I know it’s all about perspective, but let’s take a little look at a few of the “harder” things about my past week as a mom…

  • A teething baby
  • Needing to take multiple trips to the grocery store because these boys eat a lot and we’re always running out of those favorite foods
  • Following through with consequences EVERY TIME someone is disobedient or disrespectful
  • Juggling meals and bedtime when we have activities three nights a week and The Hubby is on the night shift

Your list may look very similar to mine or very, very different. Sometimes these things can seem like the end of the world in the moment, right, moms? Any number of factors can amplify each problem to make stress levels soar. But when I wrote down these rough patches from my week, I realized pretty quickly how normal these problems are to most families. And how small they are on the “big problem” scale.

Now, this mothering job is not the place to get in to a comparison game. Your stress and my stress as moms will not be the same. Even our own tough situations may change from week to week. If you think that “thing” in your life is hard and trying and stressful, then it IS.

Comparison is not our friend on this motherhood journey, but perspective can be.

I stepped out of the house yesterday to get the mail, which is part of a group mailbox up the street from our house. The uphill walk to the mailbox is not far and not too steep.I was thankful for a break in the rain and a little fresh air. I was also pretty thankful to have a minute of quiet {keeping it real}.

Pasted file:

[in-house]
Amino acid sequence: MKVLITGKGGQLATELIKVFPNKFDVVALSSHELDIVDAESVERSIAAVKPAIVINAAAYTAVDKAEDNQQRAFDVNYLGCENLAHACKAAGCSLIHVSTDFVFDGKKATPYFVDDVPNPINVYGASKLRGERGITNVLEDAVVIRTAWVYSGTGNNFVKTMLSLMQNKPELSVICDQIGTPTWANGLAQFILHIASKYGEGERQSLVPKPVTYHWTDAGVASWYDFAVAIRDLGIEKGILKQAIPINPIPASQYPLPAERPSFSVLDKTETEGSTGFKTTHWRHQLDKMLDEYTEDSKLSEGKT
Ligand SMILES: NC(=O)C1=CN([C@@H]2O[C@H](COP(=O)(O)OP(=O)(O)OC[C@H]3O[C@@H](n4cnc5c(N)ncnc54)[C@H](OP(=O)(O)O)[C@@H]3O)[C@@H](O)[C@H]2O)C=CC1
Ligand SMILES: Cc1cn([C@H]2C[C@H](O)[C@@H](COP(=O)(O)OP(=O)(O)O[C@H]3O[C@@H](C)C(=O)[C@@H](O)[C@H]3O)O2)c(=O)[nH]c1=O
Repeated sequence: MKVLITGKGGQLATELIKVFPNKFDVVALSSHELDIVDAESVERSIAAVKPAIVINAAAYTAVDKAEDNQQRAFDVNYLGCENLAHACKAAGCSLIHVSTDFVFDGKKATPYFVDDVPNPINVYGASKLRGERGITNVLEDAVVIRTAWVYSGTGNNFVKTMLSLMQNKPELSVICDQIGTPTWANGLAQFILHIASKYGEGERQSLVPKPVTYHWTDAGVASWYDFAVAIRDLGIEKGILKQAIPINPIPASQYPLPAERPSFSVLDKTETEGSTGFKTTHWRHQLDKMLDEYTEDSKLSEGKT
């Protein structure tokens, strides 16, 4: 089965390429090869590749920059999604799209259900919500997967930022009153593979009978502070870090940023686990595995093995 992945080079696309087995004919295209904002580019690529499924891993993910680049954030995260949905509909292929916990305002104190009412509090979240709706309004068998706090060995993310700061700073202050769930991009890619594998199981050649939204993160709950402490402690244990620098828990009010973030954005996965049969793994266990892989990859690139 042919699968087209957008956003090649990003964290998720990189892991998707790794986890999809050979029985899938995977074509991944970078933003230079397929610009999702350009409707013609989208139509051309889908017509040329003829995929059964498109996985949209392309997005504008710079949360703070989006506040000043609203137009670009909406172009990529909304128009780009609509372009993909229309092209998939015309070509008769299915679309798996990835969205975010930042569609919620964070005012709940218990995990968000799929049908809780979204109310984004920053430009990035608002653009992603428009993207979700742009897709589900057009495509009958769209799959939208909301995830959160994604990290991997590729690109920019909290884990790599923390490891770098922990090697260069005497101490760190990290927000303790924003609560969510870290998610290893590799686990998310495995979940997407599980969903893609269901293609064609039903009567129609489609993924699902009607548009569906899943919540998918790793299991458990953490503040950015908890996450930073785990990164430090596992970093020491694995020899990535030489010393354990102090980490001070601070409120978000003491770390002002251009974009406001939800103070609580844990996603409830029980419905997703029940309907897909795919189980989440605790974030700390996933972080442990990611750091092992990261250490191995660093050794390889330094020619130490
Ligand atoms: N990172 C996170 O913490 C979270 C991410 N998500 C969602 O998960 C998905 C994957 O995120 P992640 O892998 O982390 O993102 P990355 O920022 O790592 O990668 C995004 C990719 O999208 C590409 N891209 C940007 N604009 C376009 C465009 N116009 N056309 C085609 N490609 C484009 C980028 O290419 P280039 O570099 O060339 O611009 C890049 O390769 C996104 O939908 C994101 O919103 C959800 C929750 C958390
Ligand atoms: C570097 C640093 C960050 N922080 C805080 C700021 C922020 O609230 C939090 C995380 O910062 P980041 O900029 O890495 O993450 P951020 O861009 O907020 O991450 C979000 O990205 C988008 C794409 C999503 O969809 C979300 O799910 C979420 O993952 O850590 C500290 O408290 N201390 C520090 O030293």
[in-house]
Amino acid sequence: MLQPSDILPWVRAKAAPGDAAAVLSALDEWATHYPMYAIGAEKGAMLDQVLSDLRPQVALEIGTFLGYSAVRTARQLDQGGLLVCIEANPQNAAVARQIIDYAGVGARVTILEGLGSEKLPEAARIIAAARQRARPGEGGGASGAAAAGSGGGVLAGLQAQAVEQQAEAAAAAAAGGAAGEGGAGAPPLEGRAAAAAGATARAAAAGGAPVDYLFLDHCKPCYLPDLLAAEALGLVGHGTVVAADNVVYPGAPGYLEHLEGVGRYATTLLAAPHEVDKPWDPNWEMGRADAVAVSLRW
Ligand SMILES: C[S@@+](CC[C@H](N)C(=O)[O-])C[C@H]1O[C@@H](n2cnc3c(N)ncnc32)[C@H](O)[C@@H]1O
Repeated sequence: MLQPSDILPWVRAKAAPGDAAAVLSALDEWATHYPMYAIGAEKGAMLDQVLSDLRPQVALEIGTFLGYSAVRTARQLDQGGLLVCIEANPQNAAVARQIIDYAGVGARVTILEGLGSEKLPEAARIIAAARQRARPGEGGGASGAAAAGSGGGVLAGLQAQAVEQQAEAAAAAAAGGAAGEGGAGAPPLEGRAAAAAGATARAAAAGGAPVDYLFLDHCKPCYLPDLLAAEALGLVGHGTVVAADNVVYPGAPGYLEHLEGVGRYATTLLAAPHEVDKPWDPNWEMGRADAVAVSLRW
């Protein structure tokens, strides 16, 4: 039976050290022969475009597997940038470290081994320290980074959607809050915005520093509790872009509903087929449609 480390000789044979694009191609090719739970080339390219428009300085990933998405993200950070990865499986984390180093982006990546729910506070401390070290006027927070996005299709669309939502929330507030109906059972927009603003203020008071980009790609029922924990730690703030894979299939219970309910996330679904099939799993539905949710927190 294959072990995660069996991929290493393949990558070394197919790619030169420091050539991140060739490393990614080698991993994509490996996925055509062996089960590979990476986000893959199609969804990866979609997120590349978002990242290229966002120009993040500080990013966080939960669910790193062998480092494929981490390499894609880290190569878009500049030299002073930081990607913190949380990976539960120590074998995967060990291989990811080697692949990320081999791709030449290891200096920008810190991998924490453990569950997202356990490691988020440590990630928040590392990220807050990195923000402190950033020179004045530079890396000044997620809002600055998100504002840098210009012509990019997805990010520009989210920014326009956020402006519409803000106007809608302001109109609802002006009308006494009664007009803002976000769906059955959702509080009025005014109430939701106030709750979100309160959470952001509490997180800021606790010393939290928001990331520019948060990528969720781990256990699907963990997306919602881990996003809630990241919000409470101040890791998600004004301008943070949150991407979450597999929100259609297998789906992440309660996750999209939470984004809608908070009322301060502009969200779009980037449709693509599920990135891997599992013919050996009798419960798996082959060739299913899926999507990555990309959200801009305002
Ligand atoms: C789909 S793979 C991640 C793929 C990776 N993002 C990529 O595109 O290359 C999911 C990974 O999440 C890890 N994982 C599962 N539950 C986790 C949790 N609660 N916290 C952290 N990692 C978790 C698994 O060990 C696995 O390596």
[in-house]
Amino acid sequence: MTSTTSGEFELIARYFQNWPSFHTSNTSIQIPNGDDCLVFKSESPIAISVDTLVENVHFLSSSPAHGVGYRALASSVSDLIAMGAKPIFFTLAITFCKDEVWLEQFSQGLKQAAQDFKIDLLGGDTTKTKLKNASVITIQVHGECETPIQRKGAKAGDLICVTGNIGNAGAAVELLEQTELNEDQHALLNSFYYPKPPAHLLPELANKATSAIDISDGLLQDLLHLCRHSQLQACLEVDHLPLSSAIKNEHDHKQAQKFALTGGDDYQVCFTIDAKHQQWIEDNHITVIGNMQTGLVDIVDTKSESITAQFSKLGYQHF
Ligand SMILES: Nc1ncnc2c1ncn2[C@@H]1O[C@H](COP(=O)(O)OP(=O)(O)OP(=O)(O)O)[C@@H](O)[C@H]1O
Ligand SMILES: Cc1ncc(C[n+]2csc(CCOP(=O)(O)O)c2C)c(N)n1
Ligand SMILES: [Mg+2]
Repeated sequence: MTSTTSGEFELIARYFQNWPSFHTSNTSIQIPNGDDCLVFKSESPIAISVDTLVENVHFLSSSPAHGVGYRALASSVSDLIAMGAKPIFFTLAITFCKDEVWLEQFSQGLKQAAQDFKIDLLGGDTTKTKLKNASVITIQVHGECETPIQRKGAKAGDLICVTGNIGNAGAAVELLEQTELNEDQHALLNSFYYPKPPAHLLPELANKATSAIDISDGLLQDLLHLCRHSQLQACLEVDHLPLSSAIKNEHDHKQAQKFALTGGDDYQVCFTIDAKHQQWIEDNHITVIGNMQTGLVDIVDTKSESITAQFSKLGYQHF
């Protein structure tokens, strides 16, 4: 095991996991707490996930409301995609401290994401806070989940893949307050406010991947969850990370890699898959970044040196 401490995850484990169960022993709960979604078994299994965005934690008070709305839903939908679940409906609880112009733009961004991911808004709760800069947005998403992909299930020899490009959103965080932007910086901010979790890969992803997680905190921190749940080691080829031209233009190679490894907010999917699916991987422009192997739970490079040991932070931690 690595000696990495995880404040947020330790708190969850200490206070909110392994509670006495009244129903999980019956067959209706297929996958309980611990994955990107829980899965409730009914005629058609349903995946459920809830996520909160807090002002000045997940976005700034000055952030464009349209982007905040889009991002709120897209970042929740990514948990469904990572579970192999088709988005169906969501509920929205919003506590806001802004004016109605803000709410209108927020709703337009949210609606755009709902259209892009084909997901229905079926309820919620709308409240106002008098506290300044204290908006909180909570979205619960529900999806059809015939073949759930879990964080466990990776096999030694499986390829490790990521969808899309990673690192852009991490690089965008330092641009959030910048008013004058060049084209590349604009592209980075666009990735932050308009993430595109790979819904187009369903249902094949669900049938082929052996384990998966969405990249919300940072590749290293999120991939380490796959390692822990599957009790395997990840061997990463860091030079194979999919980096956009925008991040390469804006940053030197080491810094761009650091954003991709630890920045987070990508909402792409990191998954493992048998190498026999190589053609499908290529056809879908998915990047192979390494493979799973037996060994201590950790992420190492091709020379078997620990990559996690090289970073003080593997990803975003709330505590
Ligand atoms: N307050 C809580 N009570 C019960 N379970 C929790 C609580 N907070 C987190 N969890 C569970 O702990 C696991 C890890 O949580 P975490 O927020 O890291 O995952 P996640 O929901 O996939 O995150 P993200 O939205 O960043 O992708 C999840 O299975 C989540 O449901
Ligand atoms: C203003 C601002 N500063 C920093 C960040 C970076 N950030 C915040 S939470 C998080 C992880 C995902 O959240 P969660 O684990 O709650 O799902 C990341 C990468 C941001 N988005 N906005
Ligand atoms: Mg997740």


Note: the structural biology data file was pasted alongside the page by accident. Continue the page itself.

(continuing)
My mind was on food. I had just added milk, cheese, and apples to my grocery list AGAIN. Didn’t I just buy all of those things two days ago?! As I reluctantly planned out another trip to Hy-Vee, I was captured by the thought of Samson’s mom.

No, not Samson from the Bible. Samson, our Compassion child in Tanzania.

I’ve never met his mom. I’ve never talked to his mom. I only know about her the few general facts in Samson’s Compassion profile and a mention or two from Samson himself – he’s a 7-year-old boy writing to people in a different country so there’s not a whole lot of detail {but his drawings are lovely}!

I know Samson’s mom and dad live with him. Both parents are “sometimes employed” as farmers. These things are a blessing in themselves, but as I was walking to the mailbox, I thought about the logistical blessings I enjoy as a mom – and usually take for granted.

When someone utters the phrase “nothing to eat” in our house, I need only hop in the van and drive less than five minutes to a grocery store to remedy that problem. And “nothing to eat” never actually means “nothing.”

What does Samson’s mom do when there is nothing to eat? Where does she go? How far does she have to walk? Do they have the means to restock food when they need to?

Loading up all three kids and taking them to the grocery store isn’t as bad as we make out to be when I ponder what women in poverty must deal with when there is nothing to eat. ACTUALLY nothing to eat. Grocery store trips are a blessing.


The ability to buy and make the food we need whenever we need it has been taken for granted and replaced with disdain for grocery store trips and meal planning. I’ve lamented the fact that my boys are “always hungry” but hardly ever stop to consider how I would feel if they were hungry – little-food-in-days hungry, malnourished, starving…